As of November 1, 2010, new internal processing deadlines apply to Canadian merger review by the Competition Bureau, pursuant to the release of the Fees and Service Standards Handbook for Mergers and Merger-Related Matters. The Handbook’s release followed the release of a draft handbook in May, 2010 and extensive public consultations. A key purpose of the new Handbook is to better align the Bureau’s own (non-binding) internal timelines for processing merger files (so-called “service standards”) with the statutory waiting periods.
At the same time, in a related Procedures Guide for Notifiable Transactions and Advance Ruling Certificates, the Bureau has clarified that electronic merger notifications will now only be accepted between 9 am and 5 pm Eastern Time on business days for same-day receipt (the Bureau had previously accepted paper filings until 5:00 pm, but electronic filings until midnight for same-day receipt), and waiting periods that end on a weekend or other statutory holiday in the province of Quebec will be extended to expire on the next business day.
Since the publication of the original Fee and Service Standard Handbook in 2003, the Bureau has classified incoming merger files (once it had sufficient information upon which to make an assessment) as “non-complex”, “complex” or “very complex”. The vast majority of filings have been “non-complex” and the internal service standard within which the Bureau undertook to complete its review of such files was 14 days. “Complex” transactions (essentially, those which require a closer look or are factually complicated but which do not look likely to require a remedy) were to be processed within a maximum of 10 weeks (but in practice were almost always to the point of preliminary conclusions within much less time). “Very complex” transactions (those likely to require a remedy or otherwise factually extremely complicated) were to be processed within a maximum of 5 months.
The classification exercise has been simplified. Starting November 1, 2010, transactions will be classified as either “complex” or “non-complex”, generally within 5 business days of receipt of sufficient information upon which to base the analysis. The service standard for non-complex transactions remains 14 days from receipt of the required information (for details, see the Handbook). The service standard for a complex transaction is now a much-reduced 45 days (which better reflects the reality in cases where a Supplementary Information Request (“SIR”), or “second-request”, is not issued). That said, the waiting period for a complex transaction for which a SIR is issued is now the same as the statutory waiting period (30 days following submission of the requested information and documents). In practice, therefore, merger files will still be processed by the Bureau on one of three time-lines: those applicable to non-complex, complex and SIR transactions. The difference is that the Bureau typically tries to classify an incoming file within a week or so of receiving substantive submissions – whereas it has up to 30 days after receiving a notification to issue a SIR, and thus can take more time to decide whether a complex file should also receive a SIR. As before, the Bureau’s review of a complex transaction may continue past the expiry of the waiting period, where a SIR is not issued. All service standards are non-binding, and are tolled if the parties do not provide a timely response to requests for additional information.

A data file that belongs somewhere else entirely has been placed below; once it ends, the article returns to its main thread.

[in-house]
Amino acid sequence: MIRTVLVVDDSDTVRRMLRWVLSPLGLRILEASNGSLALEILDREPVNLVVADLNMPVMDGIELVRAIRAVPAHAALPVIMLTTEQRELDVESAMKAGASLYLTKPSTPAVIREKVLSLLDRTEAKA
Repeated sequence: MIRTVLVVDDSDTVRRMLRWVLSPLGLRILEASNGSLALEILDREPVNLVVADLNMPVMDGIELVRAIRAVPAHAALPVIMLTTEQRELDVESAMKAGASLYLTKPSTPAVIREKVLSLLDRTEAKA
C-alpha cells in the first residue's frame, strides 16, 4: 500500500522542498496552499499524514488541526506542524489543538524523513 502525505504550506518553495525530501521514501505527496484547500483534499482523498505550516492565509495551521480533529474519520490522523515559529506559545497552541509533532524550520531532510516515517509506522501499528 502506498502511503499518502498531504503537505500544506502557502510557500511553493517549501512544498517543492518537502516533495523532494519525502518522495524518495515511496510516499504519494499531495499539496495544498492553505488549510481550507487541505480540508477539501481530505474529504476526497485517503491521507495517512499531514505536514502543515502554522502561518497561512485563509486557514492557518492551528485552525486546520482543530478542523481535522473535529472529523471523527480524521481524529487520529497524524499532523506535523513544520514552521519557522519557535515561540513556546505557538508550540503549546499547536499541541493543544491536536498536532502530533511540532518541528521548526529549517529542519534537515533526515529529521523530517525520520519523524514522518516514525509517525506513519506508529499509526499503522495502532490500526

The Handbook also contains lists of information to be provided to commence the service standards. These vary for non-complex mergers with no or minimal overlap, non-complex mergers with moderate overlap, and complex mergers. Of note, all information required in a notification (including customer contacts) is now requested for all transactions other than non-complex transactions with minimal overlap (i.e., below 10% post-merger).
No change to filing fees:
Also of note, there is no change to the fees required for merger filings in Canada. They remain at Cdn.$50,000 per transaction, whether the parties file statutory notifications (thus starting the formal waiting period) and/or a request for an Advance Ruling Certificate or “ARC” (which when granted will exempt the transaction from the requirement to notify, but for which a formal waiting period does not run unless also accompanied by a notification). As clarified by the Competition Bureau earlier this year, no taxes are charged in respect of the filing fee for either a notification or an ARC request.
Policy on “pull and re-file”:
Given the adoption of the U.S.-style merger review procedure, and the consequences to merging parties of receiving rather onerous “second requests” or “SIRs” if the Bureau does not wish the waiting period to expire, it is not surprising that the Competition Bureau reports that some parties have also adopted the U.S. tactic of “pulling” (revoking) a notification if it looks like, with more time, the parties might be able to avoid the issuance by the Bureau of a SIR. Known as “pull and re-file”, it re-starts the initial 30-day waiting period, thereby extending the time within which the Bureau must decide whether to issue a SIR. The Handbook clarifies the circumstances under which a notification can be pulled and re-filed without triggering a second $50,000 filing fee. Essentially, the new notification must be current as of the date submitted (i.e., certain documents dealing with the impact of the transaction (called “4(c)” documents in the U.S.) must be updated, as well as the required financial statements), it must be accompanied by a new affidavit, and it must be received within 5 business days of the initial notification having been withdrawn. Parties are, of course, free to pull and re-file at any time, but will be required to pay a second filing fee if they wait longer than 5 business days to re-file.